In 1979 Arnfred and her partner joined a visit to Mozambique of a Danish solidarity organisation, like many others seeking with enormous enthusiasm to support the egalitarian reconstruction of Mozambican society.  On behalf of the OMM (Organização da Mulher Moçambicana), Frelimo’s national women’s organisation, Arnfred travelled throughout Mozambique collecting information for an extraordinary conference on women’s social problems, including such issues as initiation rituals, polygamy and lobolo (brideprice).  Frelimo assumed from its early days that such traditions were incompatible with their liberationist, socialist agenda.  This began Arnfred’s fieldwork and the fascinating challenge to her own European feminist assumptions.

Arnfred begins by quoting Samora Machel’s assertion ‘The liberation of women is a necessity for the revolution, a guarantee of its continuity’ and explains how such sentiments ‘spoke to my feminist heart’ (4).  But she moves quickly to referring to ‘the president’s often moralistic and misogynistic points of view’ (8).   Throughout the book she uses her research well to argue against perceptions of women’s traditions, such as initiation rituals, held by the Catholic church, colonial policy makers, the Frelimo government, and the international community with their neoliberal development policies.  These actors have all fundamentally misunderstood such practices, assuming they are demeaning to women, oppressive and should be abolished.  She disagrees and finds they play a positive role in promoting relationships between women, and that the women in question do not want them to be abolished.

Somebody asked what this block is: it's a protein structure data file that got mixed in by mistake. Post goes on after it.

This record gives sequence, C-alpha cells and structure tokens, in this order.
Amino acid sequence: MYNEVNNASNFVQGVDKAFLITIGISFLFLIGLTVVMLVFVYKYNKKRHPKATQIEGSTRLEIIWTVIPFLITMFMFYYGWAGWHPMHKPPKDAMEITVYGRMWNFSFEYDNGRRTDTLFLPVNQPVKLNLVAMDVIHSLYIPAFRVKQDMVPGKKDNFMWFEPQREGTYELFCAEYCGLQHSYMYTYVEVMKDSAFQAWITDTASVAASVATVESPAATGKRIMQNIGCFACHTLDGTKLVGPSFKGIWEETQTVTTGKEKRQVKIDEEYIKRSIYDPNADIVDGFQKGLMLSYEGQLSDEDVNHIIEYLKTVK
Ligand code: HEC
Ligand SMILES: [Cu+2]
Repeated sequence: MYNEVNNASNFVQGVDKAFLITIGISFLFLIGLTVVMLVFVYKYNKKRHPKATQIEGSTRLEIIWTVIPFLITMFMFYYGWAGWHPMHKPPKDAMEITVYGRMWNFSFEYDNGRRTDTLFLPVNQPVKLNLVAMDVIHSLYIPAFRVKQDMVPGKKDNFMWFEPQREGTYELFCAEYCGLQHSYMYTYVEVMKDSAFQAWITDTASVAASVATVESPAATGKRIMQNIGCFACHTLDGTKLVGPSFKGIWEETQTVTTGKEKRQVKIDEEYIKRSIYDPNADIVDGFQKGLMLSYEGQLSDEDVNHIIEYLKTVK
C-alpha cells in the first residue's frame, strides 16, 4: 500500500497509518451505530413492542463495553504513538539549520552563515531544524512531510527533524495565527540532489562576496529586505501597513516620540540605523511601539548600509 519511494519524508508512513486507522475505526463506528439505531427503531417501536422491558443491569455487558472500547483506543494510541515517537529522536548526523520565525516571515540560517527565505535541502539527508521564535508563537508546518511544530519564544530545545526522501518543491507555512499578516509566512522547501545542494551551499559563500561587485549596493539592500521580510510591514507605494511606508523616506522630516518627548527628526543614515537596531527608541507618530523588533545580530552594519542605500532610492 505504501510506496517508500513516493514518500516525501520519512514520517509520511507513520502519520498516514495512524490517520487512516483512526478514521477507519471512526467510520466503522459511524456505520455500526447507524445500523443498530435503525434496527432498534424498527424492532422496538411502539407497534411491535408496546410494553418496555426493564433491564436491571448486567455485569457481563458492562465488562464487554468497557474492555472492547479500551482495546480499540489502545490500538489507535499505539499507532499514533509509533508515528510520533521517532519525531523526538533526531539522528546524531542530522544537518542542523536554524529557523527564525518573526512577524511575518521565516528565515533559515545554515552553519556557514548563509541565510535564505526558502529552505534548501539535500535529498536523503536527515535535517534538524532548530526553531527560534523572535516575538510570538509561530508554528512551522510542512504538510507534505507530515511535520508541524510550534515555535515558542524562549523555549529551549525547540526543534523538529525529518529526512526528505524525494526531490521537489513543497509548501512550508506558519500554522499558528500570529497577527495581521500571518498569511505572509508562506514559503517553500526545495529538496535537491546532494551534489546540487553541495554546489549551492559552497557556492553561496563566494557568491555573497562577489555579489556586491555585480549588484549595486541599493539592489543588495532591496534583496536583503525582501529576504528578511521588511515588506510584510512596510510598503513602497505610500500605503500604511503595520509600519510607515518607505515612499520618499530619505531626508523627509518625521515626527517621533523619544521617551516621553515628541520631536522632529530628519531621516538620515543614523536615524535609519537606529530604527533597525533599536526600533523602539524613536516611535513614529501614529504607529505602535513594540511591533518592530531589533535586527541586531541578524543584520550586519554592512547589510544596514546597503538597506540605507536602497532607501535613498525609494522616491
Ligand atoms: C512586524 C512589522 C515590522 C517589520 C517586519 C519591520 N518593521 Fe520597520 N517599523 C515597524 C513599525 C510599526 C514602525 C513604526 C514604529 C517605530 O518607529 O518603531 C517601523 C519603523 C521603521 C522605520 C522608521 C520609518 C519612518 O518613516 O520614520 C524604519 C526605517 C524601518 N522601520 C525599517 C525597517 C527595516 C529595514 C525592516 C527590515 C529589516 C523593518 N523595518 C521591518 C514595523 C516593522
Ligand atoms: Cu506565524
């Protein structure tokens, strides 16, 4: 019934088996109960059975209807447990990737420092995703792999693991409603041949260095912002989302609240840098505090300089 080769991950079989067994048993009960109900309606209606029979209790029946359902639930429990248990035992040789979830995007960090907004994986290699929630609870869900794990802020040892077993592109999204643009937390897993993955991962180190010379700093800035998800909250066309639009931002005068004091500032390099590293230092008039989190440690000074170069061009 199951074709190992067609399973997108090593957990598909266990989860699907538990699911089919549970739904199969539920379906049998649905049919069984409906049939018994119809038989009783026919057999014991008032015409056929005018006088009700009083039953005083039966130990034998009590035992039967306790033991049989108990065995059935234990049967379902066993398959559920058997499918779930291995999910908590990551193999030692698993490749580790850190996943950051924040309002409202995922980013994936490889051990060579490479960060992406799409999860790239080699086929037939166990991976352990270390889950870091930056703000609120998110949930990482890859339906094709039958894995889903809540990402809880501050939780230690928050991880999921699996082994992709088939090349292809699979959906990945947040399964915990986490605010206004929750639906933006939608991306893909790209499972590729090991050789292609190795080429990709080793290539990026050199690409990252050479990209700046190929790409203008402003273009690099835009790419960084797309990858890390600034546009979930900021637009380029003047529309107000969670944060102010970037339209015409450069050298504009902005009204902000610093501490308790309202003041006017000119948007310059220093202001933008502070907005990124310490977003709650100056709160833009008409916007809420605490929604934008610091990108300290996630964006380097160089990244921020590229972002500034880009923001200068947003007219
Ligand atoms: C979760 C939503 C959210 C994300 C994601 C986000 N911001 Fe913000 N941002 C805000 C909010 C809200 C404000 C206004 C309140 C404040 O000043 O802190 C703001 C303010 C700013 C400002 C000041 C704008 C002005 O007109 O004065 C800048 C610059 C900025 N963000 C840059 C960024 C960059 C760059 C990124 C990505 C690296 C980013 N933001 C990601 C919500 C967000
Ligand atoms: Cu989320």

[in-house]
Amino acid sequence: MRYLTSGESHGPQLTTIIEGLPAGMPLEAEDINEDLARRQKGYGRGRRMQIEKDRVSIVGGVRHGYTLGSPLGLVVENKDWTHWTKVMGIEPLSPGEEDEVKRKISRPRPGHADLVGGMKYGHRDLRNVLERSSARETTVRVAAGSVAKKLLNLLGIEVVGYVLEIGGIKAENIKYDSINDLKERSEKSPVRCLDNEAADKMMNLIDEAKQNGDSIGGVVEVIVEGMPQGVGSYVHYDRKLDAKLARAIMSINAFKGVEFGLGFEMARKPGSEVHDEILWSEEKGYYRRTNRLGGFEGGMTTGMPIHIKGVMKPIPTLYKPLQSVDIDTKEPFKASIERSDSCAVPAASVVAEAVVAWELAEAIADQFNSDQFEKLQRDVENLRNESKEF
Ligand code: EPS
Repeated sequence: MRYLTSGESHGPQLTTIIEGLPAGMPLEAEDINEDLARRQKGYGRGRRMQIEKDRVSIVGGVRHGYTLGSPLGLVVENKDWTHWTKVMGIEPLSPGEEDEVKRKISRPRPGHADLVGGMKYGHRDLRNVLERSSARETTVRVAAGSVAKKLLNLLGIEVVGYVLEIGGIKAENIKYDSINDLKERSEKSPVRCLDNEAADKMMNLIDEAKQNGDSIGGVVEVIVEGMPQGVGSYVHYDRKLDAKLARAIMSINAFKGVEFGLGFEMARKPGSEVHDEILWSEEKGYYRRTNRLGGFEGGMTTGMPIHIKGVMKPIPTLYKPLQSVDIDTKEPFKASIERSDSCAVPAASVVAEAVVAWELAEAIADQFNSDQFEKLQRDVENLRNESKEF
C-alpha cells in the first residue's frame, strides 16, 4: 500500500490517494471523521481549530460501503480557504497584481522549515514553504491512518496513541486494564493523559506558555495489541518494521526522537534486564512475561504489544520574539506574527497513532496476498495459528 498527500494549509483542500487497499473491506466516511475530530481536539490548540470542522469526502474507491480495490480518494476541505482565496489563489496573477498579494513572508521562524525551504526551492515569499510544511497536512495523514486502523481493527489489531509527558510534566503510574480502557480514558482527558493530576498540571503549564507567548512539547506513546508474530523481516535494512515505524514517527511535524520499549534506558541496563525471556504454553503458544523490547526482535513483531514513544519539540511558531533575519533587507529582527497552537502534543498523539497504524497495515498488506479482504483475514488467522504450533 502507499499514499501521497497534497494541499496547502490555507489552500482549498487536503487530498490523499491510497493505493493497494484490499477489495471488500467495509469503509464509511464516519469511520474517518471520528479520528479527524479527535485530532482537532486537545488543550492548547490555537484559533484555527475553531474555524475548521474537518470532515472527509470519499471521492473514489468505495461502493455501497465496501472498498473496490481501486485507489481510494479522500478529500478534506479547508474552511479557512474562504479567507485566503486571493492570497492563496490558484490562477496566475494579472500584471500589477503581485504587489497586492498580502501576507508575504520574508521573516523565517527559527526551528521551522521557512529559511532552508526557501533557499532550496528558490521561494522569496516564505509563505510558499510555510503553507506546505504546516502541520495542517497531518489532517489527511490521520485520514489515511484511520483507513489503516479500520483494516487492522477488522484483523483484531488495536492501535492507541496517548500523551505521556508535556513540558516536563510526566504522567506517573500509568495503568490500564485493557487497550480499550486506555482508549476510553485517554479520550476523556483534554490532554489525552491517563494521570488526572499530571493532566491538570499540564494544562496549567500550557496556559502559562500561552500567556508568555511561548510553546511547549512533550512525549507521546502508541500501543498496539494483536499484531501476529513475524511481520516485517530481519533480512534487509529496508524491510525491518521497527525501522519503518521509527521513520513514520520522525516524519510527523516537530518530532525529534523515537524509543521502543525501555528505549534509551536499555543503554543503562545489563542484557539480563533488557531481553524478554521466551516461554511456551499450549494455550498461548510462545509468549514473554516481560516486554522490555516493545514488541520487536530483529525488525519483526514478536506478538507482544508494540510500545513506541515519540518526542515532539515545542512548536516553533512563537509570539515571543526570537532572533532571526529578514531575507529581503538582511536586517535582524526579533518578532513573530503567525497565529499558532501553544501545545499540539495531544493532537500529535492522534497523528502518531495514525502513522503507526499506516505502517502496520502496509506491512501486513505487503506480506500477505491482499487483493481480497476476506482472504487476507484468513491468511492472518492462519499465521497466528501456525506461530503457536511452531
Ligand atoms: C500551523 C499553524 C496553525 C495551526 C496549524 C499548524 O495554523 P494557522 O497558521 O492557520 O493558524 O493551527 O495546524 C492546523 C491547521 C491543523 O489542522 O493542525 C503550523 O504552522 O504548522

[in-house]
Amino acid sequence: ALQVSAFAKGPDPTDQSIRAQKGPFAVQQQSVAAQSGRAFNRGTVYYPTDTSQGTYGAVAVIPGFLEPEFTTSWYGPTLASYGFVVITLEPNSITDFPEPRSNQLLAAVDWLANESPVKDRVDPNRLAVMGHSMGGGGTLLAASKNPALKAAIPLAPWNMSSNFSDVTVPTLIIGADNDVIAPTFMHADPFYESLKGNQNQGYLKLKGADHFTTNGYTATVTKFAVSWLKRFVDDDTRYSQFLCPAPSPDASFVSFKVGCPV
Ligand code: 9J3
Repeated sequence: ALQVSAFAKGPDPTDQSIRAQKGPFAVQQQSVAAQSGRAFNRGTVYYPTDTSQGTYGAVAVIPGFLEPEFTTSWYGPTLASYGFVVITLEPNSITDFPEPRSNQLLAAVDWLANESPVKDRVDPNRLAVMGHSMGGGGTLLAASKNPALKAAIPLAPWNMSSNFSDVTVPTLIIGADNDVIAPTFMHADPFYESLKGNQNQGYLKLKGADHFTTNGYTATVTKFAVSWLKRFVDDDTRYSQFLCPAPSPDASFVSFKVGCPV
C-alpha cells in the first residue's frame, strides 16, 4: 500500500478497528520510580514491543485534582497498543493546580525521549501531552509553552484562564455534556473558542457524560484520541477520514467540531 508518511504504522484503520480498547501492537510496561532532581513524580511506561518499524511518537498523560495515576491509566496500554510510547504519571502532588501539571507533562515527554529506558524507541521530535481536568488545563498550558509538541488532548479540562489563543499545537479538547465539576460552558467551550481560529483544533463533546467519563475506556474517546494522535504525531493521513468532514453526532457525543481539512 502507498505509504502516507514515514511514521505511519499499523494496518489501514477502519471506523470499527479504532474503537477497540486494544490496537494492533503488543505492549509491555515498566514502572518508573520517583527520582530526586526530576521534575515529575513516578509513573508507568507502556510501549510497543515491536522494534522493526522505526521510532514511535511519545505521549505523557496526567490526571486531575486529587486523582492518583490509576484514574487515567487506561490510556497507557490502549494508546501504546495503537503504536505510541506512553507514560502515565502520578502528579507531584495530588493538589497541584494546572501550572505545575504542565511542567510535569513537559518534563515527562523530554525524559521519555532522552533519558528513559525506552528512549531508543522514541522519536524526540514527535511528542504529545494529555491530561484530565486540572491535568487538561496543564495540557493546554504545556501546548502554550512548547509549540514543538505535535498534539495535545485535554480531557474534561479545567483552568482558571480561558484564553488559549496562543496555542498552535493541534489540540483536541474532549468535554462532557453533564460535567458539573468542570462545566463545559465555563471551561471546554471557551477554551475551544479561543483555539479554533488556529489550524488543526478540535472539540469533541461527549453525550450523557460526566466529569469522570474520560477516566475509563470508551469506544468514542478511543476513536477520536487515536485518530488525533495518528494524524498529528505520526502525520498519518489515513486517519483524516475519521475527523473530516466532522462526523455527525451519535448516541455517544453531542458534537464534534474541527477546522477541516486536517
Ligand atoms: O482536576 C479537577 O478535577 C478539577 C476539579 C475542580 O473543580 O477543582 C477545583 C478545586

She describes how such practices are not about oppression but fundamentally about the relationships between women of different ages and organising female society.  She stresses how affirmative such practices are:  as young women are being sexually initiated before their first encounter with a man, they keep a degree of female control over the sexual relationship between men and women, and a focus on mutual sexual pleasure.  In contrast to neighbouring Malawi, where recent research by Anderson (2012, 275) describes women on the receiving end of their sexual relationships, Anfred portrays northern Mozambican women as active participants whose sexual pleasure is important and legitimate.  She describes the raucous and joyous behaviour of older women at initiation weekends, to which the younger women come with fear and trepidation.  Well-meaning attempts to bring change and equality threaten such vital social structures and are reductive and, paradoxically, disempowering to women; indeed, she concludes, such efforts are male control dressed up as liberation.